A large crowd gathered for the holiday and ribbon-cutting ceremony at Liberty Island with federal officials and New York's mayor. Lines stretched blocks long for the boat, which left from Battery Park in Manhattan.
Rodney and Judy Long, of Charlotte, N.C., were the first people in line for the boat called Lady Liberty. They couldn't get tickets to climb to the top of the statue, but they were just glad to be there for the big reopening, they said.
"It's perfect timing for it to reopen. It's really a symbol for what the country is all about," Rodney Long said.
Heather and Chris Leykam traveled to Liberty Island from Brooklyn with their three kids: Avril, 7, Delilah, whose 6th birthday is Thursday, and Finn, 1. The family thought it would be fitting to celebrate Delilah's birthday at the Statue of Liberty.
"This to us, Liberty Island, is really about a rebirth," said Heather Leykam, whose mother's home in Breezy Point was destroyed during Sandy. "It is a sense of renewal for the city and the country."
Some repairs to brick walkways and docks are ongoing but much of work has been completed since Sandy swamped most of the 12 acres of the national landmark.
The statue was spared in the fall storm, but Lady Liberty's island took a serious beating. Railings broke, docks and paving stones were torn up and buildings were flooded. The storm destroyed electrical systems, sewage pumps and boilers. Hundreds of National Park Service workers from as far away as California and Alaska spent weeks cleaning mud and debris.
The tiny island was decorated with star-spangled bunting Thursday, but some parts remain blocked off, and the main ferry dock was boarded up.
Parks workers greeted visitors with: "We are so glad to see you!"
The visitors said they were impressed.
"It's stunning, it's beautiful," said Elizabeth Bertero, of California's Sonoma County. "They did a great job rebuilding. You don't really notice that anything happened."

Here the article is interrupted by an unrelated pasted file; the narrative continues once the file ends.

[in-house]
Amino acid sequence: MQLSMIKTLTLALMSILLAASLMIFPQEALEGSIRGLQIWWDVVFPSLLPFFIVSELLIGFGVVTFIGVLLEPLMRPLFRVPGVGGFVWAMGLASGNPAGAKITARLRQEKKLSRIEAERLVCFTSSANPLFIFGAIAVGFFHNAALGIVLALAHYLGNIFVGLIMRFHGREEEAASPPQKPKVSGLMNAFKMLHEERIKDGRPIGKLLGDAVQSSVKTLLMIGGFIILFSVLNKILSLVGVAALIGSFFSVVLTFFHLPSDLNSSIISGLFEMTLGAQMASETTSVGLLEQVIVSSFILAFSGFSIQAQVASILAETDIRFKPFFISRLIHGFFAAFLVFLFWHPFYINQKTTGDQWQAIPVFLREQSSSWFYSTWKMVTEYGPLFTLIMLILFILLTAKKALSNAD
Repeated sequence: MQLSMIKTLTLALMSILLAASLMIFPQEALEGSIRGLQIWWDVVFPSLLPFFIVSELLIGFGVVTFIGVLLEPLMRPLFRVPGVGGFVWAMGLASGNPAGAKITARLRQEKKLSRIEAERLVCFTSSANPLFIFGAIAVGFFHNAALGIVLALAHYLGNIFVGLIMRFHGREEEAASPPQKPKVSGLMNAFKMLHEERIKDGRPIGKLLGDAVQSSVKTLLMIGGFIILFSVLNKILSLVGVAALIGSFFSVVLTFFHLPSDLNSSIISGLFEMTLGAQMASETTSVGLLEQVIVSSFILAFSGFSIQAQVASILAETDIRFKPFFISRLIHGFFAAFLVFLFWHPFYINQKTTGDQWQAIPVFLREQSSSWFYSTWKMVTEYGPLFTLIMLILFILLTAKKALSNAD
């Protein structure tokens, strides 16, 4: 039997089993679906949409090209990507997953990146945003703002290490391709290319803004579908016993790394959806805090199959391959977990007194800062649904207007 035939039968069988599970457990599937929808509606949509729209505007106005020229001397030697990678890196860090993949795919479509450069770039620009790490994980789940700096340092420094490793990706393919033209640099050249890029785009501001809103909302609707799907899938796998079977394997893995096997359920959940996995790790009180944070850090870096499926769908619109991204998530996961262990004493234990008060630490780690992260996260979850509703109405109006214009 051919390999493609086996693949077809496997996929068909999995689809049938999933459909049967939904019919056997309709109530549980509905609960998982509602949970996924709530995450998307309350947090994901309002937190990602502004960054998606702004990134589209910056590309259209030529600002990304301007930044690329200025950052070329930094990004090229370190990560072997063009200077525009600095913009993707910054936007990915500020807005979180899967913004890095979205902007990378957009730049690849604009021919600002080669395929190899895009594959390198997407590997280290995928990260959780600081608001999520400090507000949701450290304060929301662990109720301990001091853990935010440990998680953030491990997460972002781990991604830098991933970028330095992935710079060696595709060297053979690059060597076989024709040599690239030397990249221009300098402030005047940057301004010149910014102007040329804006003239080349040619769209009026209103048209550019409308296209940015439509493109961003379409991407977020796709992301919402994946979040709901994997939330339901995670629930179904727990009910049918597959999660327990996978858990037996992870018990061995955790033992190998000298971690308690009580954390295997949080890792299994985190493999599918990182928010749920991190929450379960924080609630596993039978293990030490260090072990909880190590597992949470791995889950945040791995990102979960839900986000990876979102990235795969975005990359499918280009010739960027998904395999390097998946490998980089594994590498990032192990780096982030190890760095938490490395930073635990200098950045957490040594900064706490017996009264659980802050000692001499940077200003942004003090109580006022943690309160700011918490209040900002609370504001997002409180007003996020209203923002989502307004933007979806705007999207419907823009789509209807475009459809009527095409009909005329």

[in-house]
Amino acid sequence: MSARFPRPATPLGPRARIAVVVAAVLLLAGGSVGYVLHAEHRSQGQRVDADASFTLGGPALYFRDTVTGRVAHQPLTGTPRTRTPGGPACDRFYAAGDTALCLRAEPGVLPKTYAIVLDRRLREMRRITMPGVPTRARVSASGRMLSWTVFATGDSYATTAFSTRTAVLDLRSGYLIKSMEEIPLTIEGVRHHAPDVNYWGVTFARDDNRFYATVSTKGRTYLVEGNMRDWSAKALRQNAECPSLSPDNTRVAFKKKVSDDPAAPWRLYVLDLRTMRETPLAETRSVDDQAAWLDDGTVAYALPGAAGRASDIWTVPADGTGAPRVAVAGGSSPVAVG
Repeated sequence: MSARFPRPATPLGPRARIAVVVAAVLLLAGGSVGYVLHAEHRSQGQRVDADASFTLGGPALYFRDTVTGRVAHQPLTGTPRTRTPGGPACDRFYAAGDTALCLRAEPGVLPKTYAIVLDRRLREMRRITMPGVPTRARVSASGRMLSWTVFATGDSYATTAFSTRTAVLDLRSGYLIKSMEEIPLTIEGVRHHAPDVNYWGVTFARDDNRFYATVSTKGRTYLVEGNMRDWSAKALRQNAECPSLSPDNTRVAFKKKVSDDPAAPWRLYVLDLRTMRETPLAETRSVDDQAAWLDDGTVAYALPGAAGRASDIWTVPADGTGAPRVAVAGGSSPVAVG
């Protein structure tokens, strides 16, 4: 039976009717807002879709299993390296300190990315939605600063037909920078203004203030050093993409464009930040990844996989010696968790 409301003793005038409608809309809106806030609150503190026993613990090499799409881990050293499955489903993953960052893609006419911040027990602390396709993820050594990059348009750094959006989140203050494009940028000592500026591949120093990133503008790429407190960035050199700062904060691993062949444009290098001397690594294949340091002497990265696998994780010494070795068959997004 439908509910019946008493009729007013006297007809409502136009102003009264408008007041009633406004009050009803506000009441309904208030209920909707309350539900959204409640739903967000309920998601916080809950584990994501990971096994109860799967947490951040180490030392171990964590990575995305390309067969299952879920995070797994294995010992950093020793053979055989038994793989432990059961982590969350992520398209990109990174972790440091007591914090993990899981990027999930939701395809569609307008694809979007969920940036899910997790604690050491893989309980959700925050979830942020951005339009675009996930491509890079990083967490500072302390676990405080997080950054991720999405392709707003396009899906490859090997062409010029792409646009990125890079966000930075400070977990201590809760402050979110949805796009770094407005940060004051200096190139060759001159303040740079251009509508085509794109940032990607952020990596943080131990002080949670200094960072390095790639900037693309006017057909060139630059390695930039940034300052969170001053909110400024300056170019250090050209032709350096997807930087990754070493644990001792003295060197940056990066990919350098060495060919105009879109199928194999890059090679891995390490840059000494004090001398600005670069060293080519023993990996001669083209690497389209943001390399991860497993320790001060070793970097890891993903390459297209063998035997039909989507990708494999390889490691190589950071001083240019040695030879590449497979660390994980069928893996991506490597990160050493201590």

Visitors went through security on lower Manhattan after city officials criticized an earlier plan to screen them at neighboring Ellis Island, which endured far worse damage to its infrastructure and won't be open to the public anytime soon. The damage to both islands was $59 million.
In Arizona, sober tributes were planned for 19 firefighters who died this week battling a blaze near Yarnell. Boston prepared to host its first large gathering since the marathon bombing that killed three and injured hundreds, and Philadelphia, Washington and New Orleans planned large holiday concerts.
In Washington, thousands of Americans plan to gather on the National Mall to watch a 17-minute fireworks display and listen to performances by Barry Manilow, Neil Diamond and John Williams conducting music from the movie "Lincoln." New Orleans was hosting the Essence Music Festival stringing stages along the French Quarter. And Philadelphia was hosting what was billed as the "largest free concert in America," with John Mayer, Neo and Hunter Hayes, who was filling in last-minute for a sick Demi Lovato.
Not everyone was welcoming the masses — Hermosa Beach, Calif., was ramping up police patrols and making room in jails for revelers who in recent years have made the city an annual destination for celebrating independence with drunkenness and raucous behavior.
Associated Press writer Christopher Weber in Hermosa Beach, Calif., contributed to this report.